B’nai Jacob Brings Different Jews Together

B’nai Jacob’s sanctuary (Courtesy of Mark Snow)

Congregation B’nai Jacob is a Conservative synagogue. But it is not just open to Conservative Jews.

As the only synagogue in Phoenixville, it welcomes Jews from all denominations, according to Rabbi Jeff Sultar. The 120-household congregation is multigenerational, with congregants ranging from young families to seniors in their 90s.

With a smaller community, too, most members can know each other. And they place a premium on at least making the attempt, per Sultar.

“Everybody likes each other and spends time together,” the rabbi said. “Services, social gatherings, different celebrations.”

Sultar believes it helps that there are not many ideological considerations to get between people. Congregants come together simply because they want to practice Judaism.

“It’s a good place to call home,” Sultar said.

To make B’nai Jacob feel like a home, Sultar does his best to accommodate all types of Jews. Nowhere is that better exhibited than at the synagogue’s weekly Shabbat services.

Most Jewish communities have services on Friday nights and Saturday mornings. But usually, one of the two is bigger than the other.

For more Reform-style Jews, the Friday night service, with more singing and English reading, is the bigger service. But for more traditional Jews, the Saturday morning gathering, with more Hebrew readings, is the important one.

At B’nai Jacob, an equal number of congregants, about 15 each, attend both.

“That’s very unusual in my experience,” said Sultar, who served at two other congregations before B’nai Jacob. “Most synagogues have a dominant service.”

Outside of Shabbat services, the rabbi doesn’t even need to do much accommodating. Members learn and work together pretty seamlessly regardless of their approach to prayer.

Congregation B’nai Jacob University, the temple’s education arm, offers classes on gun violence, the environment and “anything people might be interested in,” Sultar said.

Recently, some congregants realized that the Jewish Relief Agency, a nonprofit that helps fight hunger, does not service people that far outside of Philadelphia. So the members coordinated with JRA to get boxes and food items for a monthly distribution to people in the Phoenixville area. At each distribution, B’nai Jacob’s social hall is full of members, religious school students and other volunteers packing boxes, according to Sultar.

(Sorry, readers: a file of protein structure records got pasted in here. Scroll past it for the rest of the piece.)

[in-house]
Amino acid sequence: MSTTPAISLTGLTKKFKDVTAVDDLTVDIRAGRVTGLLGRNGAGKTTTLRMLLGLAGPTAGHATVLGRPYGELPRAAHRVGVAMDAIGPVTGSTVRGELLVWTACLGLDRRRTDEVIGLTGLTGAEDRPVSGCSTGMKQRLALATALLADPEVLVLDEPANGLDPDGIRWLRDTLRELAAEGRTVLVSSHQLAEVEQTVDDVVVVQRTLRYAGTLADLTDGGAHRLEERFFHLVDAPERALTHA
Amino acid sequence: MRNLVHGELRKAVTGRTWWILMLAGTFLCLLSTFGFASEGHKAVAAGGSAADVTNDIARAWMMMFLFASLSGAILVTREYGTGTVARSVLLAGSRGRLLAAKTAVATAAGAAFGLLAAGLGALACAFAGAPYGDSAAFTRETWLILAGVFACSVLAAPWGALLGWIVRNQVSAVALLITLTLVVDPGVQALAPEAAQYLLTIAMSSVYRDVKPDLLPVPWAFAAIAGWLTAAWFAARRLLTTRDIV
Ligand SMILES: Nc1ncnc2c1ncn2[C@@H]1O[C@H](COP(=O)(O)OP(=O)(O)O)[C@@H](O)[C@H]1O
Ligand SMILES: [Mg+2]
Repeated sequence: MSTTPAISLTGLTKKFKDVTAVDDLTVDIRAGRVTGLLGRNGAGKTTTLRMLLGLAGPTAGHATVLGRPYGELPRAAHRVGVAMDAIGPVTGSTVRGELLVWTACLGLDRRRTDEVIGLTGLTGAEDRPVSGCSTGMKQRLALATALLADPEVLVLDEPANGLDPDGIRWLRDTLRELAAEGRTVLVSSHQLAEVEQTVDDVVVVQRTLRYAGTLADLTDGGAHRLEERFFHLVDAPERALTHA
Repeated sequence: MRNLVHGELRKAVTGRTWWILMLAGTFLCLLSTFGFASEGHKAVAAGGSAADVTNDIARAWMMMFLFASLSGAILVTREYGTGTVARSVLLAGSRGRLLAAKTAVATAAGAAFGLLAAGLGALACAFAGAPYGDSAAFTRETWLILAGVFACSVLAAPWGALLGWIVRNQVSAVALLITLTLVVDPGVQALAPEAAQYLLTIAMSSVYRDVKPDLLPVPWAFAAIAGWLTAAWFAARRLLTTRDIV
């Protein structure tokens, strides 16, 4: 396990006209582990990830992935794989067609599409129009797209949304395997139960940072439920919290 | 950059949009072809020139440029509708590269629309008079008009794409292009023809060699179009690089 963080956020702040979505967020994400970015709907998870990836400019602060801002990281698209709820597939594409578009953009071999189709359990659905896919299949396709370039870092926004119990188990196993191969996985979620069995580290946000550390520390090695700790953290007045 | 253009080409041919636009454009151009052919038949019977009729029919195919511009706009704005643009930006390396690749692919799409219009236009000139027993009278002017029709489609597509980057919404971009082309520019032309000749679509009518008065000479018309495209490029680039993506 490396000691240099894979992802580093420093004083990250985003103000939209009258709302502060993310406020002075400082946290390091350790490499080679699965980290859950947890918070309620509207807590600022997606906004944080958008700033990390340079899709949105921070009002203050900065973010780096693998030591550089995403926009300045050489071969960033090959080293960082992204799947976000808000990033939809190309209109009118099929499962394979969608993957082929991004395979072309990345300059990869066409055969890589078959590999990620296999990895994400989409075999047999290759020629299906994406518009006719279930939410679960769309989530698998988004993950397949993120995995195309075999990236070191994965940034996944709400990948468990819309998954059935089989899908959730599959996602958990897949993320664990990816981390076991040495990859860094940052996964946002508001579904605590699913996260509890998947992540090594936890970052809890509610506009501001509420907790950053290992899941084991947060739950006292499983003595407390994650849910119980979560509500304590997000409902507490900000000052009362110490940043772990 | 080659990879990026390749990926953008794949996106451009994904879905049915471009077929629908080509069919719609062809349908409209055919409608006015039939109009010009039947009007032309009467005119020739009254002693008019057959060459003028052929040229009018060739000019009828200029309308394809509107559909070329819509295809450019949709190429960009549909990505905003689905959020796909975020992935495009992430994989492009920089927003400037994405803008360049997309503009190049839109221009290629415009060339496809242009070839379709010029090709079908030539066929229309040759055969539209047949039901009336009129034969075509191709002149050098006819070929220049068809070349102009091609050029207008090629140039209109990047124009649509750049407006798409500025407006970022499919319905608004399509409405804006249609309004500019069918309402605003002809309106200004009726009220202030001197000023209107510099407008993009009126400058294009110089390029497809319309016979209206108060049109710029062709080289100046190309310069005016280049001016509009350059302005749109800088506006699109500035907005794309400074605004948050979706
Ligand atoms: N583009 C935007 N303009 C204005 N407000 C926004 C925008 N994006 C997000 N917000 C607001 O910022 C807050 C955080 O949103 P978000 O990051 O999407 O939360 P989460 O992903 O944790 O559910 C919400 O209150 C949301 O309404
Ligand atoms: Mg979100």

In addition, the synagogue serves 20 students in its religious school and offers a full schedule of fun events. A comedian from Israel Zoomed in recently, and a mentalist is coming later in May.

“It’s really profound to think of how important the community is to so many people and what they do to keep it vibrant,” the rabbi said. “When people voluntarily choose to be a part of something, it makes a statement.”

History suggests that B’nai Jacob has always had this quality. Over more than a century, its congregant number has always hovered in the 100-plus range, Sultar said.

Congregation B’nai Jacob in Phoenixville (Courtesy of Mark Snow)

Synagogue President Mark Snow explained that the congregant base stayed the same even through the pandemic era shift to virtual services and programs. Moving forward, Snow hopes to use a hybrid approach to maintain the congregation and possibly expand it.

Snow is forming a post-pandemic strategic plan, and it includes four pillars: attracting the next generation of members, inspiring volunteers, planning for financial health and growing the member base.

Snow believes that growth is possible in Chester County even beyond Phoenixville. Like many synagogue leaders, he learned during the pandemic that the digital reality could transcend geographical limitations. The president credited Sultar with creating “a virtual social hall” at the end of Shabbat services.

“It’s been a great experience,” Snow said. “Why wouldn’t you continue to do that to maximize engagement opportunities for your community?”

B’nai Jacob’s community education and fundraising events remain on Zoom, according to Snow. But the synagogue’s Manavon Street home is reopening for certain group meetings “as the chairs of those meetings want,” he said. A few weeks ago, the congregation held its first bar mitzvah in the building since before the pandemic broke out.

Come June, Snow wants to host the temple’s annual meeting in person and online. He also already has teams in place to work toward three of the four pillars in his strategic plan. They should be ready to set forth their objectives for the coming year in July.

“We’re going to continue with digital engagement but look to have hybrid models that support activities we do in the building,” the president said. “It’s all about maximizing engagement.” JE



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